Monday, June 13, 2016

U.S. v. Davis (9th Cir. - June 13, 2016)

You may perhaps recall Marks from your old law school days.  At least if you (1) took a course in Federal Courts, and (2) did so after that opinion was rendered in 1977.  That case involved the vexing, and difficult, issue of what controlling precedent is created when no particular opinion by the Supreme Court commands an absolute majority; e.g., 4-4-1 or 4-3-2 opinions.

The federal courts have struggled with interpreting and applying Marks for nearly the past four decades.  It hasn't gotten any easier.  The Ninth Circuit's no exception.

Last year, a Ninth Circuit panel decided a particular case (involving a motion to retroactively change a crack cocaine sentence) and held that circuit precedent precluded the relevant motion.  The panel was right -- a Ninth Circuit case from 2012 had involved the identical issue, and has expressly so held.

But Judge Berzon concurred, stating that although she agreed that circuit precedent dictated the result, the prior panel had gotten the issue wrong, and urged that the case be taken en banc.  She said that the prior panel had erroneously applied Marks to the issue when it elected to apply Justice Sotomayor's concurrence (in that 4-4-1 case) as the controlling legal principle despite the fact that all eight of the other justices expressly disagreed with her view.  So Judge Berzon thought the Ninth Circuit should take the case en banc and correct the error.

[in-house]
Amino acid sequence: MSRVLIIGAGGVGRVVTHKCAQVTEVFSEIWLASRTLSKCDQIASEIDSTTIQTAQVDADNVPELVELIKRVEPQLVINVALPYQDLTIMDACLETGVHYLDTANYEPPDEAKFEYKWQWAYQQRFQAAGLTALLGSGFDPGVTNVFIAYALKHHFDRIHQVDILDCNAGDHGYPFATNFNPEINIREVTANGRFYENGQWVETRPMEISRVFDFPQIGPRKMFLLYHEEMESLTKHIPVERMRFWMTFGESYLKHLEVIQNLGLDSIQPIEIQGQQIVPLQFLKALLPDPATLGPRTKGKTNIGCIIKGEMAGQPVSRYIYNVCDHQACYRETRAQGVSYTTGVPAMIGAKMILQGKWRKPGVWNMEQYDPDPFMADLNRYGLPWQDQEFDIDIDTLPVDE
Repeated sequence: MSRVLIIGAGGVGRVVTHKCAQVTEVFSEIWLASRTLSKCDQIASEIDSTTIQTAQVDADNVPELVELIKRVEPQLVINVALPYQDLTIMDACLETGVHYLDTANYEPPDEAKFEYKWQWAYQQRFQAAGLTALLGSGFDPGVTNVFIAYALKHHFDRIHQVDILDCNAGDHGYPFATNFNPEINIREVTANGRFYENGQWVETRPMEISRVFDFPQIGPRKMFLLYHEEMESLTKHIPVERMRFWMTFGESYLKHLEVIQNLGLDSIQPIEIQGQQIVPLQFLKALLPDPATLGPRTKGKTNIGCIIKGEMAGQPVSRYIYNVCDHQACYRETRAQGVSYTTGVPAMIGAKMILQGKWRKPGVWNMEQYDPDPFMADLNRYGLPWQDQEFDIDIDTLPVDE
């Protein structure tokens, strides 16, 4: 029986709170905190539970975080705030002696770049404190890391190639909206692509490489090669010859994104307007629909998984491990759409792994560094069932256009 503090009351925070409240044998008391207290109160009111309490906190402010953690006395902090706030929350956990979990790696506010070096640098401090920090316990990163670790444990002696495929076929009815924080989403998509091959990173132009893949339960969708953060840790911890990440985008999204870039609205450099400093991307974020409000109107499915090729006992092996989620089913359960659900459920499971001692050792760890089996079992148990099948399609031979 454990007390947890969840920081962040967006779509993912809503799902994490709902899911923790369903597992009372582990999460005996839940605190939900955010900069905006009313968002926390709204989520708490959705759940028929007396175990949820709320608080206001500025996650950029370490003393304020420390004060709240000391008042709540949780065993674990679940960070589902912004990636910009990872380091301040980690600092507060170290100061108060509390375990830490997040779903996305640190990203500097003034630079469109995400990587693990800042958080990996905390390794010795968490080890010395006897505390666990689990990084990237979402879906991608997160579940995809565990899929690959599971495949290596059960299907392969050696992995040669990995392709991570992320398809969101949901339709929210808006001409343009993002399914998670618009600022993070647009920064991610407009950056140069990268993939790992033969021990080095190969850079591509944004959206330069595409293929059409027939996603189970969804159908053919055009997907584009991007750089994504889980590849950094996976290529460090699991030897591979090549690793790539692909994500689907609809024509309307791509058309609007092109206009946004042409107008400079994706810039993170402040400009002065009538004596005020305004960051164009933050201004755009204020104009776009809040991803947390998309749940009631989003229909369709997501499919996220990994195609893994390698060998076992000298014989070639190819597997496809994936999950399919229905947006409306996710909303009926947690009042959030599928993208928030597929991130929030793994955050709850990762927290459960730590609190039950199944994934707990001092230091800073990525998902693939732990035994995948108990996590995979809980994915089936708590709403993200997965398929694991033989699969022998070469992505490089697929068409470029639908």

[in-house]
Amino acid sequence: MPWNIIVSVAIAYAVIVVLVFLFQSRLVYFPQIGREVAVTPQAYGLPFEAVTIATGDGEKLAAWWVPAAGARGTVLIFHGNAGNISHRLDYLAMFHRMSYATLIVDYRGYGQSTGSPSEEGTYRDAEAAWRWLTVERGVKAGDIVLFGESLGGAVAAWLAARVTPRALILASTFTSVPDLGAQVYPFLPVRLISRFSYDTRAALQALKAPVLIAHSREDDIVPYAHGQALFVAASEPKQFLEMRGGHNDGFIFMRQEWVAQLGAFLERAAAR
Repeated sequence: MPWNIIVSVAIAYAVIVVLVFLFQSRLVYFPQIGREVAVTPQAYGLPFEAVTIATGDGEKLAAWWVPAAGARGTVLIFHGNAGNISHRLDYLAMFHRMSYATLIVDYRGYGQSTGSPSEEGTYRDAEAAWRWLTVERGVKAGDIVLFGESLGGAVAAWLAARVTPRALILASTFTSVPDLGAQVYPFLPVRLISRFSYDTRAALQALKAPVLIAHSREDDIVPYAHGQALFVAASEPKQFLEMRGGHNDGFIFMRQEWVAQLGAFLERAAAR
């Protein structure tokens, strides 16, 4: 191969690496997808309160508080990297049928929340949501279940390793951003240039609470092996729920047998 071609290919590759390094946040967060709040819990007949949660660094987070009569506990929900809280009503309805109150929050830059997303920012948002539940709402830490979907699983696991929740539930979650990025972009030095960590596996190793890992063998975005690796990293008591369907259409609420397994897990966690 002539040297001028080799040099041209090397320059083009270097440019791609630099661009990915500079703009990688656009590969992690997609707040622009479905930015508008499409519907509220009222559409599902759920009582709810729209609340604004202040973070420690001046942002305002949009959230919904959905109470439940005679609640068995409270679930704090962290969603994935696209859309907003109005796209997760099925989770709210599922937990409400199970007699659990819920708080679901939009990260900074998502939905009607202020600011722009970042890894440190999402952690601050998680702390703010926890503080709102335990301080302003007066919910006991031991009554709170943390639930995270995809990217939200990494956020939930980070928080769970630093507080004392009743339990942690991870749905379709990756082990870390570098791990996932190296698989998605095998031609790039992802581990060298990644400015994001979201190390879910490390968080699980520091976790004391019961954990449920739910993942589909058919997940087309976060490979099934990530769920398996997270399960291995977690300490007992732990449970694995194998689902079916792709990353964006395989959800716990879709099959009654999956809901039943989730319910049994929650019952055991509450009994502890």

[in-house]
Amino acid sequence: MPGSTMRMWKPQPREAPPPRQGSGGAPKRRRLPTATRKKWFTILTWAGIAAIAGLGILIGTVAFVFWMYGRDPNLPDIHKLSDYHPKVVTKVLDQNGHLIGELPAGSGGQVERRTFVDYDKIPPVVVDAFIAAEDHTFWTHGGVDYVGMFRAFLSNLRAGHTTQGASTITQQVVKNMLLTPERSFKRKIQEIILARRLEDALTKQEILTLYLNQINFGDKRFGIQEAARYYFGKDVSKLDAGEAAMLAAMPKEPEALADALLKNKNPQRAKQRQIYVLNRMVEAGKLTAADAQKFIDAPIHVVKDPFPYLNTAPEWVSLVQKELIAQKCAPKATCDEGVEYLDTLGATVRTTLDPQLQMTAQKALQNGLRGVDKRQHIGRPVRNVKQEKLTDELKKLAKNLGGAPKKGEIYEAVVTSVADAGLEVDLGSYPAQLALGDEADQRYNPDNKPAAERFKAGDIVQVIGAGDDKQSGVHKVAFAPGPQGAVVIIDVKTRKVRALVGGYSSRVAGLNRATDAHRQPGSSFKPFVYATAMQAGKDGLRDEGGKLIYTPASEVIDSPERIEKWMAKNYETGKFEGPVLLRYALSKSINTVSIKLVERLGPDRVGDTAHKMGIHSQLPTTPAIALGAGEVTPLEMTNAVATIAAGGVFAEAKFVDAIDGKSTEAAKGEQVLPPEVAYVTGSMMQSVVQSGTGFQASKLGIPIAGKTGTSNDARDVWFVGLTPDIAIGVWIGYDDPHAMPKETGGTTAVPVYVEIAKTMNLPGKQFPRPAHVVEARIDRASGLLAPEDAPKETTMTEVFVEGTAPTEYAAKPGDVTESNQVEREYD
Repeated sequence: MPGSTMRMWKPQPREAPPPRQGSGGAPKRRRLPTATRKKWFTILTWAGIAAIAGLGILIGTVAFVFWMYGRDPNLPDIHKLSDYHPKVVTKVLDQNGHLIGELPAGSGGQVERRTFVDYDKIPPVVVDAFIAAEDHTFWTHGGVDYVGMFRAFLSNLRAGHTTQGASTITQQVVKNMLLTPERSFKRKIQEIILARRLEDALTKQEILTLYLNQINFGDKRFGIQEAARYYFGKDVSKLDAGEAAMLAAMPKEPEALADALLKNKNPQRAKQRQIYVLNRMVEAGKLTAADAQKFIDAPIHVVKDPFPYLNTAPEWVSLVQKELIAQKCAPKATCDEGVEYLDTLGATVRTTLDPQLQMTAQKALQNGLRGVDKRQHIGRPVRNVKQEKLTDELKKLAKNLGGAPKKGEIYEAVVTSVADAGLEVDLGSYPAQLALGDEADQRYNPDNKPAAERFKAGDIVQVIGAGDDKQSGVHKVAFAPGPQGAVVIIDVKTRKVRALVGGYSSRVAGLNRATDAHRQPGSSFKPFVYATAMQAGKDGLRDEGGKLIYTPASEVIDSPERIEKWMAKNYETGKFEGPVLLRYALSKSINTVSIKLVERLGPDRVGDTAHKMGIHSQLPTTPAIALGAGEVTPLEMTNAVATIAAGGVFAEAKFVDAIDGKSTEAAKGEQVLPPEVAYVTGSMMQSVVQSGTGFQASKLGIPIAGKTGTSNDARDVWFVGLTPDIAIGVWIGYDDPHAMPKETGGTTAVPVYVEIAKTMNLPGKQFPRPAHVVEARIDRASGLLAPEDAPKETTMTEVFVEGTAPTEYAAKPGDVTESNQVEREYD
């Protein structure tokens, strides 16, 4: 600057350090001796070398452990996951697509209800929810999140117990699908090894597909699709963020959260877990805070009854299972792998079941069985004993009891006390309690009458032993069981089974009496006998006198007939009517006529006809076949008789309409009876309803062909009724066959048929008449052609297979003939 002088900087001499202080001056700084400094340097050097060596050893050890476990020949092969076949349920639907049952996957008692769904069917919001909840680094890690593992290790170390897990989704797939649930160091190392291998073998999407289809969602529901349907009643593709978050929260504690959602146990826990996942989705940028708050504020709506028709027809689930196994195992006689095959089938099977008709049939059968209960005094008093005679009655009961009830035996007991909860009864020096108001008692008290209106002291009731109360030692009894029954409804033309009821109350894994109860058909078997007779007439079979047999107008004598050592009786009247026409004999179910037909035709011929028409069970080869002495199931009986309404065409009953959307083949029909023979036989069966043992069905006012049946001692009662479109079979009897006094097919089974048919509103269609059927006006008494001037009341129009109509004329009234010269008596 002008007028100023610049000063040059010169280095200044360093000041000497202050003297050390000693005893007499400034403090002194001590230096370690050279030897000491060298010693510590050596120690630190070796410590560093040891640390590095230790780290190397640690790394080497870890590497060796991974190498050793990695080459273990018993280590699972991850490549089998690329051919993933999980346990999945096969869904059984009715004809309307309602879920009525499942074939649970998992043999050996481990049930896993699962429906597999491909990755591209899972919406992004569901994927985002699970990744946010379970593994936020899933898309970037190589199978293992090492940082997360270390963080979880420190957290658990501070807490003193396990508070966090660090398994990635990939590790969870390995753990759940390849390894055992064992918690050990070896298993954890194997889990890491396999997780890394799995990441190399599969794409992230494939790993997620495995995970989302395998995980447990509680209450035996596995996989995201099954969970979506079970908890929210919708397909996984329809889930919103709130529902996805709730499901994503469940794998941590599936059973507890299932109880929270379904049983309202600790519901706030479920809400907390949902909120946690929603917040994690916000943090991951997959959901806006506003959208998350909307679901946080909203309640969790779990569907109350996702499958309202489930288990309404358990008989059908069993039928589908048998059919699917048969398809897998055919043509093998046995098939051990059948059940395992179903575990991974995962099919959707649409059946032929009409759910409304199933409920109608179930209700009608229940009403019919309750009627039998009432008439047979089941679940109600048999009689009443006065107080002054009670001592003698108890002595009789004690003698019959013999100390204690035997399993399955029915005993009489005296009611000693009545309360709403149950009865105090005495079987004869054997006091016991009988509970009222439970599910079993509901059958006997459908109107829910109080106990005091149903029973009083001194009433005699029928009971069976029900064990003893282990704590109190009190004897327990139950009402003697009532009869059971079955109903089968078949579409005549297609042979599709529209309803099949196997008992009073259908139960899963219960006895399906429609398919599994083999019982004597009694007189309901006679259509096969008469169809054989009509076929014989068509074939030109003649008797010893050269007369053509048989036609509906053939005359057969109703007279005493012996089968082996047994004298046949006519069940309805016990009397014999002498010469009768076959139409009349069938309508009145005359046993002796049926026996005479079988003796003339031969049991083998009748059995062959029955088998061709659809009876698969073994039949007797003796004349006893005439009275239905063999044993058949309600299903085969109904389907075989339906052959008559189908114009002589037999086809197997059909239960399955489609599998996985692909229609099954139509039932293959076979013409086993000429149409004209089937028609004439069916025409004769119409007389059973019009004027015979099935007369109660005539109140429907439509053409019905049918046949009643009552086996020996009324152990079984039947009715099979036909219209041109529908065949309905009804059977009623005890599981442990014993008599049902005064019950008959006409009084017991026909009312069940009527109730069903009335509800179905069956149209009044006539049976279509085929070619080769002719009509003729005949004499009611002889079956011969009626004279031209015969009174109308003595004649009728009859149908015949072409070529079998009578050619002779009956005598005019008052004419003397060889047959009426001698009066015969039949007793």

Later that year, the Ninth Circuit indeed took the case en banc.  And today, the Ninth Circuit decides the case.

The en banc court again agrees with Judge Berzon.  It overrules the prior panel precedent from 2012.  And the only judge who dissents from this decision to overrule that 2012 opinion is the author of that prior precedent:  Judge Bea.

But fear not.  Disputes about the proper interpretation of Marks nonetheless continue unabated.  Judge Paez's opinion for the Ninth Circuit decides to adopt the plurality opinion in the underlying Supreme Court case (rather than Justice Sotomayor's concurrence) as the controlling legal principle, but states that he's not deciding -- for now -- whether the reasoning of the dissenting justices in that case can be evaluated when deciding which rule to follow under Marks.  Judge Christen, by contrast, adopts that same controlling principle -- the plurality's -- but nonetheless writes separately to state that dissenting opinion should never be evaluated when deciding which rule to follow under Marks.

So there's still a fight about how to interpret the case.

Oh, and in a neat little coincidence, guess how many judges on the Ninth Circuit panel agree with the approach articulated by Judge Paez, and how many agree with the approach articulated by Judge Christen.

Five.  Each.

So it's a 5-5-1 on that point.  (And I'm not going to even address the additional complexity of Judge Bea's dissent on this issue, or whether you're permitted to evaluate the dissent's reasoning in a case with no majority opinion that involves the issue of whether you're permitted to evaluate the dissent's reasoning in a case with no majority opinion.)

Fear not.  There's still a ton to fight about with respect to how to read plurality opinions.  Both in the Ninth Circuit and beyond.

Plenty of work for lawyers.